2 Steps to Get Your Child Flossing

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Parents: Do your children actually floss?

When dentists ask this question,
they usually get a dishonest answer.
The truth is, we don’t floss like we should,
and like our dentists tell us to. Children included.
And we don’t do it because we don’t like to do it.
Among adults, 36% would rather
do something unpleasant than floss.
These activities included washing a sink full
of dirty dishes (18%), cleaning the toilet
or waiting in a long checkout line (14%),
and sitting in traffic for an hour or doing their taxes
(9% each). So what can we do, and what can parents
do to ensure their children floss?
It’s not enough to simply decide to floss more, obviously.
There are some ways that we can help our children.
And they are not complicated, either.
Here are two simple steps to get children flossing.

1. The Wake Up Call

There’s a reason we are calling step one
“the wake up call.”
If your children don’t floss (like most of us, apparently),
here’s what you can do: when you they are available,
have them floss really quick. But after they’re finished,
do not throw the floss away!
Instead, have your child smell the floss. More precisely,
smell what was just pulled out from between their teeth.
Perhaps you can take a selfie of their facial reaction, while
you’re at it. How does it smell? Pleasant?
Like roses? Quite the contrary.
It’s foul, to say the least. It might smell like
something died. It’s nasty and gross.
So ask yourself, do you want your child’s mouth to
smell that way? You think it’s a good thing?
Probably not.
That’s why I call this step the “wake up call.”
Because that smell will wake you up, literally.
And because it wakes you up to what is left
in between teeth by not flossing. It’s unpleasant truth.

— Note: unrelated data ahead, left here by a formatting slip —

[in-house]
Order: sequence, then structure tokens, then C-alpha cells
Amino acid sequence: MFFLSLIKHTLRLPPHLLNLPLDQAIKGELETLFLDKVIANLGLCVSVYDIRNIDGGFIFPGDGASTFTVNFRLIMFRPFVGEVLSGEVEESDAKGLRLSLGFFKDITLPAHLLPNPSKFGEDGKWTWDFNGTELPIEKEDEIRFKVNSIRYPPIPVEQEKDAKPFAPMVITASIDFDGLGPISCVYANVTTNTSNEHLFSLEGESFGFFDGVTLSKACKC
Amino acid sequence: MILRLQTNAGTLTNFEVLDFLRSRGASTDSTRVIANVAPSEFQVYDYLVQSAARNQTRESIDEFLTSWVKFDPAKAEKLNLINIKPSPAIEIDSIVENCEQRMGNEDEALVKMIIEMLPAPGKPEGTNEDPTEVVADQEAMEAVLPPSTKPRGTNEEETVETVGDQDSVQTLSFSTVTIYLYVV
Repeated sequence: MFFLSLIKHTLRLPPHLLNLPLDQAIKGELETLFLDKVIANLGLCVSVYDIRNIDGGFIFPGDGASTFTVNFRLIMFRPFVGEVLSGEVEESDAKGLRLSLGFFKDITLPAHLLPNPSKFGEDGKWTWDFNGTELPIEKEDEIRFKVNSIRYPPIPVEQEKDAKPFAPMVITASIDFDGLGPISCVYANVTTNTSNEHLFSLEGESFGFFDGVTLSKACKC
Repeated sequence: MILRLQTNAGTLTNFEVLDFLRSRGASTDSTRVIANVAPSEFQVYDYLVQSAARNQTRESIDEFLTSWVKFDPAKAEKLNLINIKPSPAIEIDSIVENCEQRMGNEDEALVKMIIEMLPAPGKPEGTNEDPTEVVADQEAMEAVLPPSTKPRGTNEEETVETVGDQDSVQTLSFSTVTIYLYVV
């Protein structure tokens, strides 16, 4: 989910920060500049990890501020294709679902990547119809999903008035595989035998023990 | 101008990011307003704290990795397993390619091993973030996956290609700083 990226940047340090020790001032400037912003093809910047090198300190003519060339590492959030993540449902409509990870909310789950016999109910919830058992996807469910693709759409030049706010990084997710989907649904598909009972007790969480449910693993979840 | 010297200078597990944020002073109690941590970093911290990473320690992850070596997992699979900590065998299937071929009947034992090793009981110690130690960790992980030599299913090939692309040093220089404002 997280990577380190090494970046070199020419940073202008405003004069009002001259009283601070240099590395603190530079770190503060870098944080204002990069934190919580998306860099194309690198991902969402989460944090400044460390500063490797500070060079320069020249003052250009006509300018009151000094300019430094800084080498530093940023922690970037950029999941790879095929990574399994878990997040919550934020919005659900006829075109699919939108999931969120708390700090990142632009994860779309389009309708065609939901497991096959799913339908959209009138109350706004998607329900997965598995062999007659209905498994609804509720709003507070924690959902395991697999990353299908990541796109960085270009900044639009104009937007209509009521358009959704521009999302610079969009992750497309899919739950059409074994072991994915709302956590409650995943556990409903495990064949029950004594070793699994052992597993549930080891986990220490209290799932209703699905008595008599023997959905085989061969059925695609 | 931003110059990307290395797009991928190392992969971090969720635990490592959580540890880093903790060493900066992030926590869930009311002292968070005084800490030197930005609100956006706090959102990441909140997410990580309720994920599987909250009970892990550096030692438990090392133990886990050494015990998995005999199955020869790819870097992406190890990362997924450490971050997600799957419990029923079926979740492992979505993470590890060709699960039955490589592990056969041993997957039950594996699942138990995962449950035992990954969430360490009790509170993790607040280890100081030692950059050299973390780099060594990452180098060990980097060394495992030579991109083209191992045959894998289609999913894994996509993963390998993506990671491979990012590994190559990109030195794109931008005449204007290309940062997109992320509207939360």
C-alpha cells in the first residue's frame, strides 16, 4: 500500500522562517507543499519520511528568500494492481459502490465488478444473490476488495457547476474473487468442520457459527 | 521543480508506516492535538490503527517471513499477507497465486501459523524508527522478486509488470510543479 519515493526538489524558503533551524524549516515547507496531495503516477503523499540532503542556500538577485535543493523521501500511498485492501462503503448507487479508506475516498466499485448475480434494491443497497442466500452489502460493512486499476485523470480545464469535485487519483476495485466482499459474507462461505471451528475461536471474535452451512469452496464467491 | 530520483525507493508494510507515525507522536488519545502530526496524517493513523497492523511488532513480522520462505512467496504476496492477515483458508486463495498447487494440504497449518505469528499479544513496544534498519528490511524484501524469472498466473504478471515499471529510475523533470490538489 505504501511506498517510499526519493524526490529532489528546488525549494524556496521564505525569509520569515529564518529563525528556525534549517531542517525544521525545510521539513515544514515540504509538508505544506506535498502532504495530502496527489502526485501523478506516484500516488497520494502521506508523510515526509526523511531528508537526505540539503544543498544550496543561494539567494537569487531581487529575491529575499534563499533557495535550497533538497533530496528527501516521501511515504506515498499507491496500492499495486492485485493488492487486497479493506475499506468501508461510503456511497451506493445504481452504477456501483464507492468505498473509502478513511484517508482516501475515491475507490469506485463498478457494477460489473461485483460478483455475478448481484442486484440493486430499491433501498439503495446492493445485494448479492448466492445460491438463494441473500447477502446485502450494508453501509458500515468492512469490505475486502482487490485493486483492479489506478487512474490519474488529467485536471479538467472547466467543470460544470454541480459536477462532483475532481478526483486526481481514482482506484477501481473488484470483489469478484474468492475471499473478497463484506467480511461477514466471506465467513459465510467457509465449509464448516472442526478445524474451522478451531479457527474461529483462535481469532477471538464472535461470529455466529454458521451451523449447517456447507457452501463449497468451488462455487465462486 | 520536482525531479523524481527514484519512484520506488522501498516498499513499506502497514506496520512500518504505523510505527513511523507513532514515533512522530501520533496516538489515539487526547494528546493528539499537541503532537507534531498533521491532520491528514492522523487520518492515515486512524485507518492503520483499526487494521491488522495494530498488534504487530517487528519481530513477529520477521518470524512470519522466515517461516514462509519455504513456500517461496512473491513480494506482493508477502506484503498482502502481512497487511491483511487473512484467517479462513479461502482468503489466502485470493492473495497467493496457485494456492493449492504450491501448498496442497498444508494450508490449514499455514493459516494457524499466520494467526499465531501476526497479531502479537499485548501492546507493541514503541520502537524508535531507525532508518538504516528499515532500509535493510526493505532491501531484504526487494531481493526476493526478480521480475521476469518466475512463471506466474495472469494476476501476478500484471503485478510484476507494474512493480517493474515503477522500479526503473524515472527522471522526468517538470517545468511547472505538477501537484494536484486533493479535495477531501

That’s the first step.
Next, we get practical.

2. Product Placement

If you’re like me, you won’t do something
unless it’s conveniently located.
That’s the whole thing behind remote controls.
Is it such a big deal to walk five feet to the TV?
Apparently, yes. We vote with our feet (literally).
Connect this principle to the discipline of flossing.
Would children be more likely to floss if they didn’t
have to walk to the other end of your home? Probably.
We are more likely to do something simply because it’s
close. This applies to flossing as much as anything else.
So how can you eliminate distance for your children
and make flossing more convenient?
Placement. Place the floss everywhere.
Think about where your kids spend most of their time.
Put floss there!
Some examples:

  • The table where they do homework.
  • Somewhere near the TV or computer.
  • The kitchen.
  • In the car.
  • Their backpack, bag, or purse.

It’s simple, easy access. It’s convenient.
If it’s where they’re at, then they don’t have to
expend extra effort to do it. And there goes
one more excuse for not flossing.
It was right there, in front of them.
You know what they say, “Out of sight, out of mind.”
If your floss is everywhere you are,
then it’s in sight, and on your mind.
This will help your children floss every day.
And hopefully they won’t feel like lying to
the dentist about flossing, anymore.

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Future Articles:

  • Ask the Dentist to Explain
  • Who Owns Your Pediatric Dentist?
  • Don’t Lie to the Dentist
  • Children’s dental disease connection with Respiratory Disease
  • Children’s dental disease connection with Heart Disease
  • Children’s dental disease connection with Osteoporosis
  • Mom’s dental disease connection with premature birth

If you have concerns, from how to find a dentist, how to know when to get a second opinion, how dental disease affects your children’s health, please submit a request via comment or email.

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